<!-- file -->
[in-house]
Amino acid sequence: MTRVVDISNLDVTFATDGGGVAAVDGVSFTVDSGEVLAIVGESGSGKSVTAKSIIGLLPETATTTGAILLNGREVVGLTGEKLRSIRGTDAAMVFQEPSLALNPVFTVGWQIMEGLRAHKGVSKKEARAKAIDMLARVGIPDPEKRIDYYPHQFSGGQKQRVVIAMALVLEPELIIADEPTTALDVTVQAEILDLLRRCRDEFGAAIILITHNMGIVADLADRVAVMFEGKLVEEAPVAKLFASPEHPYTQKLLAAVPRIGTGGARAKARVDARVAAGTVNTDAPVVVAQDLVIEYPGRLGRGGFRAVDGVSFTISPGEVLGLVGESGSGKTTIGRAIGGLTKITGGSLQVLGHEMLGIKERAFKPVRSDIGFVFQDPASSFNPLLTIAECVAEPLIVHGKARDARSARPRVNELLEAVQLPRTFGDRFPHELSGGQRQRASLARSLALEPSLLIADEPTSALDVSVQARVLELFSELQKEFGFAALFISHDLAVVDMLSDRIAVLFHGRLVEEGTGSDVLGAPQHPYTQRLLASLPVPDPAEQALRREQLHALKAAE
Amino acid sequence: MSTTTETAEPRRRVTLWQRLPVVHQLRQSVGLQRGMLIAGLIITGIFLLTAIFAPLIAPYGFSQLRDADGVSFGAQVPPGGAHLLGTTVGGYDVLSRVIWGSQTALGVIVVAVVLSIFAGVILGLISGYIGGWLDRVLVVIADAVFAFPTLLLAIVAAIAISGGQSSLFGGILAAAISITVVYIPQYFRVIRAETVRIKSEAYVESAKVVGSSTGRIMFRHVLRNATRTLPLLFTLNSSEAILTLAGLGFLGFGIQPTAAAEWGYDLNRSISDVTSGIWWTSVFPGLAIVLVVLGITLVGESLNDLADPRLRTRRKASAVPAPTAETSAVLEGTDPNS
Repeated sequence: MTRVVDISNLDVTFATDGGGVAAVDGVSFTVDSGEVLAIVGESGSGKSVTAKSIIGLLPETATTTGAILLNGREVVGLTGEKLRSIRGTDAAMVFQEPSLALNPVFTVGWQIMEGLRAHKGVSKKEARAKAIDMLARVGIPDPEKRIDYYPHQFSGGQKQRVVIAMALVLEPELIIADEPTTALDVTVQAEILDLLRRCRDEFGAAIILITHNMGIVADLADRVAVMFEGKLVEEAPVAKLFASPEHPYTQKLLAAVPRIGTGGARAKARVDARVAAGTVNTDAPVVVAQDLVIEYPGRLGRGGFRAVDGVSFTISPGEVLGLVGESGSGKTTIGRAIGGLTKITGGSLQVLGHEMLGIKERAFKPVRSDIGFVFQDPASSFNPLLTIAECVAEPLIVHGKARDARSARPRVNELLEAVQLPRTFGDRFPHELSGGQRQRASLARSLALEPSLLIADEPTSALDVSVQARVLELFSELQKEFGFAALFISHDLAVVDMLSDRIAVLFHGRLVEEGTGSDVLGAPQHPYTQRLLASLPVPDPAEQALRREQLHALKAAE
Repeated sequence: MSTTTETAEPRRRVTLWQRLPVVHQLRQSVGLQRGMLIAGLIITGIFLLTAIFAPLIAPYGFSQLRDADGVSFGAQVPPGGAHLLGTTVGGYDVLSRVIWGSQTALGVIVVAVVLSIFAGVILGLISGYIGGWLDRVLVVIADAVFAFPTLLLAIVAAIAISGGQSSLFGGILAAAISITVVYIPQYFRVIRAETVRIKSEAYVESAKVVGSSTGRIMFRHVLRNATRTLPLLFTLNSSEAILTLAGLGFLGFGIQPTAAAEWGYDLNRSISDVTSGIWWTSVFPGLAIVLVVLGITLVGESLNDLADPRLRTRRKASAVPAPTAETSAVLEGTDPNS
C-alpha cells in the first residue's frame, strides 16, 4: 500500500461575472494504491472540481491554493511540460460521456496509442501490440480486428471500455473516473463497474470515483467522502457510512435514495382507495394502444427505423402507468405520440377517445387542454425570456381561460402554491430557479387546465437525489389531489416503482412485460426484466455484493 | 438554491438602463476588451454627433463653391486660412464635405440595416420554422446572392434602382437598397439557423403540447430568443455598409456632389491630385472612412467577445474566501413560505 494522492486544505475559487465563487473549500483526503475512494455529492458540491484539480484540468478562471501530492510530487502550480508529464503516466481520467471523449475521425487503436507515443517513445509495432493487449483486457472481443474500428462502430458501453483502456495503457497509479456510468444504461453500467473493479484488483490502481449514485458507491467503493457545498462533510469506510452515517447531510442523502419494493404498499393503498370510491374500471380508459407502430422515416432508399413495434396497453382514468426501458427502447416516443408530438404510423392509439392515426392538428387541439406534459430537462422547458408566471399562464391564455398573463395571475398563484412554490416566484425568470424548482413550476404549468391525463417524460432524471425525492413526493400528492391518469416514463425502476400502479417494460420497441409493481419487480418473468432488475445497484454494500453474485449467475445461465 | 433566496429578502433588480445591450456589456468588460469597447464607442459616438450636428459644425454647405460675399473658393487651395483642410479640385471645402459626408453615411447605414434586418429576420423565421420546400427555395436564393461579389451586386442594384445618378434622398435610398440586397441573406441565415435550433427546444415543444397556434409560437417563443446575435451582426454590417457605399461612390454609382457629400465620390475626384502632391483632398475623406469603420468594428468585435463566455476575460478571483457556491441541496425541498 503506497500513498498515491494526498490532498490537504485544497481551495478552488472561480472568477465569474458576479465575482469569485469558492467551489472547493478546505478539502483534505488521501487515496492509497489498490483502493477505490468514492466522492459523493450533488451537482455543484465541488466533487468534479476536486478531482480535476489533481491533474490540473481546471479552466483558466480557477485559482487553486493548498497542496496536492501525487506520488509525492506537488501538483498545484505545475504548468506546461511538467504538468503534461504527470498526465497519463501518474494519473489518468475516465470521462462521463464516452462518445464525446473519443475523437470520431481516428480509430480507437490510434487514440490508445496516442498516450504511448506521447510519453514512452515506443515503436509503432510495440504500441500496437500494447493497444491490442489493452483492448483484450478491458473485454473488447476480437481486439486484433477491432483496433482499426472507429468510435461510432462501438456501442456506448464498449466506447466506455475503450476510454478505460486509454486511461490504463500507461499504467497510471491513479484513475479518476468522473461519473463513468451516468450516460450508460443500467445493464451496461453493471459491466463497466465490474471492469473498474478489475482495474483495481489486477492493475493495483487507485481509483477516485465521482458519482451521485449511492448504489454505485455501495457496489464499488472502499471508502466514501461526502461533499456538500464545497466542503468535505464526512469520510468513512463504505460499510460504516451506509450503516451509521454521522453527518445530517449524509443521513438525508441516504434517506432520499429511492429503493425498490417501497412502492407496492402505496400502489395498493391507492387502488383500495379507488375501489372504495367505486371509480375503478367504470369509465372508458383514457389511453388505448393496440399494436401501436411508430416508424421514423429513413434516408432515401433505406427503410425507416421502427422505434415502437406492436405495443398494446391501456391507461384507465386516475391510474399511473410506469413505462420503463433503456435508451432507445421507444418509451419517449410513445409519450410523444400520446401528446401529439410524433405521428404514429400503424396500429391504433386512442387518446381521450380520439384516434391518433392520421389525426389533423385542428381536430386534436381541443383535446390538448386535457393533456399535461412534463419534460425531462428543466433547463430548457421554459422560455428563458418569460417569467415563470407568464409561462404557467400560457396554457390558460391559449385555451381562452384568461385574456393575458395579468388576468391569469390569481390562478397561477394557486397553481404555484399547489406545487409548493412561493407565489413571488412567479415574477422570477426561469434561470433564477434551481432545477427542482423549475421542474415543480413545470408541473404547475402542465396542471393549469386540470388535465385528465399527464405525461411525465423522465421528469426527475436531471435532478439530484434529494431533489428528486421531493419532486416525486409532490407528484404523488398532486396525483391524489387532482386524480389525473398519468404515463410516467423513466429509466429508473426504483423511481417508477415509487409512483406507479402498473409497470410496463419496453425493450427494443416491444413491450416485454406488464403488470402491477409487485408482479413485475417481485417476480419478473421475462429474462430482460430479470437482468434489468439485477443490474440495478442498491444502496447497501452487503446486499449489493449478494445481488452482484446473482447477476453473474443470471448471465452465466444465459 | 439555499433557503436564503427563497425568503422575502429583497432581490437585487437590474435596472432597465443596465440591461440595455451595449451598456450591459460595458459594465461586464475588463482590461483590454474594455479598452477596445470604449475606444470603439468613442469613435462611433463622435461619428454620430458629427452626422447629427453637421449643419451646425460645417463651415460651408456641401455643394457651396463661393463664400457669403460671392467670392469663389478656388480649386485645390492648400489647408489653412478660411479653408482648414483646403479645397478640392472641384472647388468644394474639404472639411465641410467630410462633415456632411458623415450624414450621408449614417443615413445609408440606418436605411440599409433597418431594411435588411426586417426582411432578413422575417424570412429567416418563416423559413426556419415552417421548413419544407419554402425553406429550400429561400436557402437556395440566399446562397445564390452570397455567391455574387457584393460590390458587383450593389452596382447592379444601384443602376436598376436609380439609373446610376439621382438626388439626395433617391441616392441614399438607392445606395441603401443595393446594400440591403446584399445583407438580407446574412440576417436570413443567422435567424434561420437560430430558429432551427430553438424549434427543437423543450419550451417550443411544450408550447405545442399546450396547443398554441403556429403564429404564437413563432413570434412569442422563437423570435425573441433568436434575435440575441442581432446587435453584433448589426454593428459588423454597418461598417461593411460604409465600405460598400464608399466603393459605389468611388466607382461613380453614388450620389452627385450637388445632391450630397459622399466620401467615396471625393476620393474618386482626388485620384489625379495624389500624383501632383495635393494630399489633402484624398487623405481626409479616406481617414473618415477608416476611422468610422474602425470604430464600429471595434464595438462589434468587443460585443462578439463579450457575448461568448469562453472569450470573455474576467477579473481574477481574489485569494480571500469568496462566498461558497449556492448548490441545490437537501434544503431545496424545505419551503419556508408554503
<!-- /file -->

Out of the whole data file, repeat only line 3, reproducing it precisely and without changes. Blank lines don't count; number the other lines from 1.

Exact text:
Amino acid sequence: MSTTTETAEPRRRVTLWQRLPVVHQLRQSVGLQRGMLIAGLIITGIFLLTAIFAPLIAPYGFSQLRDADGVSFGAQVPPGGAHLLGTTVGGYDVLSRVIWGSQTALGVIVVAVVLSIFAGVILGLISGYIGGWLDRVLVVIADAVFAFPTLLLAIVAAIAISGGQSSLFGGILAAAISITVVYIPQYFRVIRAETVRIKSEAYVESAKVVGSSTGRIMFRHVLRNATRTLPLLFTLNSSEAILTLAGLGFLGFGIQPTAAAEWGYDLNRSISDVTSGIWWTSVFPGLAIVLVVLGITLVGESLNDLADPRLRTRRKASAVPAPTAETSAVLEGTDPNS